Not a lot of ambiguity there. And even people who wouldn’t say that kind of thing are clear about what they do want everyone to say: that terrorism is Islamic. “They won’t even call the threat what it is. How can you talk about defeating an enemy you cannot name?” said Rep. Michael McCaul of Texas, the chair of the House Homeland Security Committee, in response to the White House Summit.
This is a common refrain: we can’t defeat Islamic terror if we don’t call it “Islamic” at every opportunity. But I wonder what McCaul and the many Republicans who share his opinion think would happen if President Obama jumped up and down and shouted, “Islamic Islamic Islamic!” Would there be some difference in our military or diplomatic strategy? Would we get more help from Muslim countries? What would change?
It’s obviously important to understand how ISIS’ ideas, actions, and decisions grow out of their particular interpretation of Islam. But that’s very different from saying that in order to defeat them, we have to declare to the world that we’re fighting Islam (and of course, there’s nothing ISIS would want more).
What Republicans are now demanding is that we once again make our thinking as simplistic as possible. When Obama says that we need to understand the complex forces — economic, political, religious — that produce the cadre of disaffected young men on which ISIS relies, they shake their heads and say: No, we don’t need to understand anything. This is about Them and Us, and if we just say we’re fighting Them, then we’re halfway to victory.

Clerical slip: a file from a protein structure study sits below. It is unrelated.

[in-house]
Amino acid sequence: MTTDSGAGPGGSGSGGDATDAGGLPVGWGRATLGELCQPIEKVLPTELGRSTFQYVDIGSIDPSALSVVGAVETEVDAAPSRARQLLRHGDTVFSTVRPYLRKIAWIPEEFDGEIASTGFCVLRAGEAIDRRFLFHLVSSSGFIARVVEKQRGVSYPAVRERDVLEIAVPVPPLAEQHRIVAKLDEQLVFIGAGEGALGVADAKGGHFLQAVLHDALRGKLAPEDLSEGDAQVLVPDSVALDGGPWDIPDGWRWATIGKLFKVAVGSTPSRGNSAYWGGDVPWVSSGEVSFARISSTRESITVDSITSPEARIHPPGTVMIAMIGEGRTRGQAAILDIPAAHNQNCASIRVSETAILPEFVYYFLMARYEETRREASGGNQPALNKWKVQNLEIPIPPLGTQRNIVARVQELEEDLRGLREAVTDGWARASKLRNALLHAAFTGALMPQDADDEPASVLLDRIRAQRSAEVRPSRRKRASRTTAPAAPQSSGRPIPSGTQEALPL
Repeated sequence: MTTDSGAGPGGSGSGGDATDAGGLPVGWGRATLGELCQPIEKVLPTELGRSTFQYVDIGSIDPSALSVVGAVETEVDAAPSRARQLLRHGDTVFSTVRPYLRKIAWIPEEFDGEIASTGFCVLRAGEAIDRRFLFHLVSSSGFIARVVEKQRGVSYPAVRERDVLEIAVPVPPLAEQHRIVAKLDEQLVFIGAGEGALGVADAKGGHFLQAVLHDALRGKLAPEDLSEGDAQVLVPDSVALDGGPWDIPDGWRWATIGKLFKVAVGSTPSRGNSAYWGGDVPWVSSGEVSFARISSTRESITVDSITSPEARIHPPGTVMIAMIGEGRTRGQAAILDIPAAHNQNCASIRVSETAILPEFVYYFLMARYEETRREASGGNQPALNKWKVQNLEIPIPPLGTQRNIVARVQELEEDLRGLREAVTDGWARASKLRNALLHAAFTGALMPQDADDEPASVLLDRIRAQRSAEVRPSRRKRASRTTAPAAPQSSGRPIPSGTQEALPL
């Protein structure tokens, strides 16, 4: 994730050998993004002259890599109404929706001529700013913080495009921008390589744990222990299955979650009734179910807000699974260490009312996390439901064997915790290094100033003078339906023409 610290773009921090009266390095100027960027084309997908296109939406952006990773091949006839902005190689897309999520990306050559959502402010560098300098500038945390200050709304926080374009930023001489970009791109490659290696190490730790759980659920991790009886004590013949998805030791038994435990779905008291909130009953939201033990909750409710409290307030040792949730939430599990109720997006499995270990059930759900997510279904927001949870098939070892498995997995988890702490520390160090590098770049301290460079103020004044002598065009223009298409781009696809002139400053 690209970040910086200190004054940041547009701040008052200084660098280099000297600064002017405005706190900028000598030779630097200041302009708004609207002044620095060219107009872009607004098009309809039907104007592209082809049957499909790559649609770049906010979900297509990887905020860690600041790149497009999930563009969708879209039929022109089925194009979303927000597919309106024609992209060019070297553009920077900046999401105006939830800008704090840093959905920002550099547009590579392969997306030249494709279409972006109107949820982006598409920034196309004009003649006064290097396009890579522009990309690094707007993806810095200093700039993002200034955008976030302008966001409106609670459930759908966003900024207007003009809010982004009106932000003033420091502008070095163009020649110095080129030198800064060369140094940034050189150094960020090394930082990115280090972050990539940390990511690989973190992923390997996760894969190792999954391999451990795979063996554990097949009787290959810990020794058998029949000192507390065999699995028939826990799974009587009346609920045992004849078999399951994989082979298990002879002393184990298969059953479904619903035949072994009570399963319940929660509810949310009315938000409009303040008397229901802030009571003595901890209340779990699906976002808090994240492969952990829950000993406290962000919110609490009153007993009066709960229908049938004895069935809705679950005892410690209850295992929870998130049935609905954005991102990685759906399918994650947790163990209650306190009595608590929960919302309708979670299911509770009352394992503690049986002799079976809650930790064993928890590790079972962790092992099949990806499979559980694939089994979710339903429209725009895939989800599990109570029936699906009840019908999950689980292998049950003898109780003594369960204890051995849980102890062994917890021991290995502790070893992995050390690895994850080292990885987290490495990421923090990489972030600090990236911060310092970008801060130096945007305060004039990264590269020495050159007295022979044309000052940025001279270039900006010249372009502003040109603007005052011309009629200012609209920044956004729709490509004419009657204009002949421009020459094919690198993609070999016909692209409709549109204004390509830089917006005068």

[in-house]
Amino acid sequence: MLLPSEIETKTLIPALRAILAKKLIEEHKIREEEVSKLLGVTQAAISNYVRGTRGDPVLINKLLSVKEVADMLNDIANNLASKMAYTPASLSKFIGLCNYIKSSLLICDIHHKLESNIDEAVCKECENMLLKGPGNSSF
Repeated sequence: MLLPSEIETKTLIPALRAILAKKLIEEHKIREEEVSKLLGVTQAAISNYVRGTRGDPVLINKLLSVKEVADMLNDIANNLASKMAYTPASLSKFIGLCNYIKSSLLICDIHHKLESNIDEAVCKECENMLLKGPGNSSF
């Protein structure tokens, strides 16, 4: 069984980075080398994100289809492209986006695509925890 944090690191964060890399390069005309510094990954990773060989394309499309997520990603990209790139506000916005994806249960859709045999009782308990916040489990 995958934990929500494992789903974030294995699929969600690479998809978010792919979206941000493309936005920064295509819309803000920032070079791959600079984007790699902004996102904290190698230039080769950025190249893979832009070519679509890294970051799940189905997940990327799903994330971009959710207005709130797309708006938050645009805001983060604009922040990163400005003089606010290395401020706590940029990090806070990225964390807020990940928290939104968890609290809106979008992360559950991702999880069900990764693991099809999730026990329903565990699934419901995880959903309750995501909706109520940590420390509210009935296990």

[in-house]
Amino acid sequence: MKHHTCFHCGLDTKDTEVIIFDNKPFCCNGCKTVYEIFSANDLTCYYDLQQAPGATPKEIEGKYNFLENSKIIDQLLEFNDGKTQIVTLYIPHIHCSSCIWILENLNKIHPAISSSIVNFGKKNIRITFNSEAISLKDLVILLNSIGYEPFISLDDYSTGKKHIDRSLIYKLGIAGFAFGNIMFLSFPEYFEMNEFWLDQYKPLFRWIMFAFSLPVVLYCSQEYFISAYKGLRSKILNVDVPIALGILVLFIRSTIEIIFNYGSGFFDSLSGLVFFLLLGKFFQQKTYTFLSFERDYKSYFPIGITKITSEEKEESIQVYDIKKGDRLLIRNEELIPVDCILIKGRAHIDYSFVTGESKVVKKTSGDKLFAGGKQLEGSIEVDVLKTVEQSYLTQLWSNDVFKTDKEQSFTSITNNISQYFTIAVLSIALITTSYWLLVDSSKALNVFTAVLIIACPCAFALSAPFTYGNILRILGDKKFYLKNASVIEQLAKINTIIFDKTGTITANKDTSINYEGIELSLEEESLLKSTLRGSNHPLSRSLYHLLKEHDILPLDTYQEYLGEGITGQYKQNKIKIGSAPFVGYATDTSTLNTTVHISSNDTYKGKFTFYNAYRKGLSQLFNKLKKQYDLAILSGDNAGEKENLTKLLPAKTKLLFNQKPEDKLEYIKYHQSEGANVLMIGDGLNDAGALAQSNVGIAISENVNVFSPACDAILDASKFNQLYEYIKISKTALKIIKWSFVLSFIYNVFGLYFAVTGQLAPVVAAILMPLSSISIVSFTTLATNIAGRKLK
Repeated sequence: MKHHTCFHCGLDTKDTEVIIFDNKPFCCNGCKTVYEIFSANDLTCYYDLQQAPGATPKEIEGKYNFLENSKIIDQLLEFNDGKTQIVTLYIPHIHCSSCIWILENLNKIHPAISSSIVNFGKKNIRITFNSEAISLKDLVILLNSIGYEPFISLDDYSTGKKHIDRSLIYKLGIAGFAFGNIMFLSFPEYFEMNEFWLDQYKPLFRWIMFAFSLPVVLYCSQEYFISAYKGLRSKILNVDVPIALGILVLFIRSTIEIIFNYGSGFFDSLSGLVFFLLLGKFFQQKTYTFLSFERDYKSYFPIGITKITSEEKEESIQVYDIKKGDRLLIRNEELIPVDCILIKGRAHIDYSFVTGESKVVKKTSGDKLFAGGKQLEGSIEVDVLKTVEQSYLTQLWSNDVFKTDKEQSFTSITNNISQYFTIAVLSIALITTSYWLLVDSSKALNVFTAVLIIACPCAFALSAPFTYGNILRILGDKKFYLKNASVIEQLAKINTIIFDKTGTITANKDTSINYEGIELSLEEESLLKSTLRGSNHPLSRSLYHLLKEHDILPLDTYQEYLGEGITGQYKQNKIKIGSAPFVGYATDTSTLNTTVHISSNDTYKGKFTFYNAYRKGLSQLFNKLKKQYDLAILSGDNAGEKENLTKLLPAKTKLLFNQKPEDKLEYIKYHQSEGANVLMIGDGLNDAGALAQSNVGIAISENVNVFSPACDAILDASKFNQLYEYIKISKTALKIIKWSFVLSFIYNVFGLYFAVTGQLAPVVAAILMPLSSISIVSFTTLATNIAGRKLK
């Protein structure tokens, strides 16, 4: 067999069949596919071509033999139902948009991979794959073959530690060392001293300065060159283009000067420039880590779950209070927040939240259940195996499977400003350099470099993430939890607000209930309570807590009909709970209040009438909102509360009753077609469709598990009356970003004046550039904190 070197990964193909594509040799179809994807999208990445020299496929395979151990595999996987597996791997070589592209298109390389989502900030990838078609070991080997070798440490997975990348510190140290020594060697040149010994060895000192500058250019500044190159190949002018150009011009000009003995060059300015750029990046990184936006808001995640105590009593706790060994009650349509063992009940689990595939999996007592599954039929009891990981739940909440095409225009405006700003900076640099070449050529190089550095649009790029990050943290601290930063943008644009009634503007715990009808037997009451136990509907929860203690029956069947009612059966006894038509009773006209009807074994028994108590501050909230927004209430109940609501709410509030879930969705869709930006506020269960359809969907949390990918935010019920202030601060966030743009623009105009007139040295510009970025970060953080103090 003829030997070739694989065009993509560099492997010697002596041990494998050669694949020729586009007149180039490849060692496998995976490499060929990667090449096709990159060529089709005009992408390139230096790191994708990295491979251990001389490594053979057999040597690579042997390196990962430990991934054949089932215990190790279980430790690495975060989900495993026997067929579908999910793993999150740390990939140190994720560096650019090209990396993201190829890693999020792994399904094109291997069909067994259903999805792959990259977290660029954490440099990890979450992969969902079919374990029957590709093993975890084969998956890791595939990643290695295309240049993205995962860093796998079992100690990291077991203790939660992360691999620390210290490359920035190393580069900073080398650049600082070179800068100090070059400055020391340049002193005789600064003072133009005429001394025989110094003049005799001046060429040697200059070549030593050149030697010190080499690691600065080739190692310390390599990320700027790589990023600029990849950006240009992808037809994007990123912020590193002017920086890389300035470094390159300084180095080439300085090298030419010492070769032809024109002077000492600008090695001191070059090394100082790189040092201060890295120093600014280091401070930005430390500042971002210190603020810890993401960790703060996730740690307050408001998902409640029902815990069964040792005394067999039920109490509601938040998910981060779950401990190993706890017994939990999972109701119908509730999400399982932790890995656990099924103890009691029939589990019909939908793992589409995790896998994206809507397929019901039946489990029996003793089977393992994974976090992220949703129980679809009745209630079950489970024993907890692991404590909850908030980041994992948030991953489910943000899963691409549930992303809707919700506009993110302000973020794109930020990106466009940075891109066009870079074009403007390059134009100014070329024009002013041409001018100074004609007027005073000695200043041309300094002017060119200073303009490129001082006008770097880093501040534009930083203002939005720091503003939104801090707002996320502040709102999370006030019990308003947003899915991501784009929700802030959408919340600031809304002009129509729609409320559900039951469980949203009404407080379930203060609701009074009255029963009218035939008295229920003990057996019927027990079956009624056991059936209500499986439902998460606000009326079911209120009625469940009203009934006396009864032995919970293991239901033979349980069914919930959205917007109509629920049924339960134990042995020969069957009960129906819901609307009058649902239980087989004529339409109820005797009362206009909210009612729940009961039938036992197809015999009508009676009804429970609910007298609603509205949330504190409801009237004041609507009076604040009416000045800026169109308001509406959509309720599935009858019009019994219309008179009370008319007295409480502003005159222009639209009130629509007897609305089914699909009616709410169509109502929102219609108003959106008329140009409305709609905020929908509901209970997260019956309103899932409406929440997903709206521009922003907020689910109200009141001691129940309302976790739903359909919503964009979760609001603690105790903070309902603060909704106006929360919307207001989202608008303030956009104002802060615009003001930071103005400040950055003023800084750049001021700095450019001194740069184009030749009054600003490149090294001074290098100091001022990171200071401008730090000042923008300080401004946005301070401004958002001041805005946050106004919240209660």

Every Republican politician, particularly those running for president, should be thinking very carefully about how they want to address this issue in the coming days, because they’ll have to. Particularly given the widespread beliefs within the GOP base about President Obama — that he’s too solicitous of Muslims or may be a secret Muslim himself, that he hates America and sympathizes with terrorists — there will be a great deal of pressure on presidential candidates to show that they’re as alarmed and angry about the Muslim threat as the guy at the next podium.
The real test of how mainstream this kind of anti-Islamic sentiment has grown within the GOP isn’t so much what those like Huckabee and Jindal say — they’ve obviously decided that advocated for religious war is the path to becoming the favored candidate of Christian conservatives (though they seem to have forgotten that the candidate who wins that mantle almost never gets the GOP nomination). The test is whether we see candidates like Jeb Bush, Scott Walker, and Marco Rubio, who are looking to appeal to a wider group of voters, dipping their toes in those rancid waters.
One Republican candidate has done the right thing in response to this question. In 2011, Chris Christie appointed Sohail Mohammed to a state judgeship, a decision for which he was attacked by some conservatives in the most blatantly bigoted ways you can imagine. The critics called Mohammed, an accomplished attorney, a terrorist sympathizer and someone who would attempt to impose sharia law on the citizens of New Jersey. Christie treated the criticisms with the contempt they deserved. “This sharia law business is crap,” he said. “It’s just crazy and I’m tired of dealing with the crazies.”
But that was then. We’ll see what the candidates do when someone at an Iowa town meeting stands up and says something grossly anti-Muslim, because that absolutely will happen. Will they agree? Will they just try to change the subject? Or will they say, “Now hold on there”? That’ll show us what they’re really made of.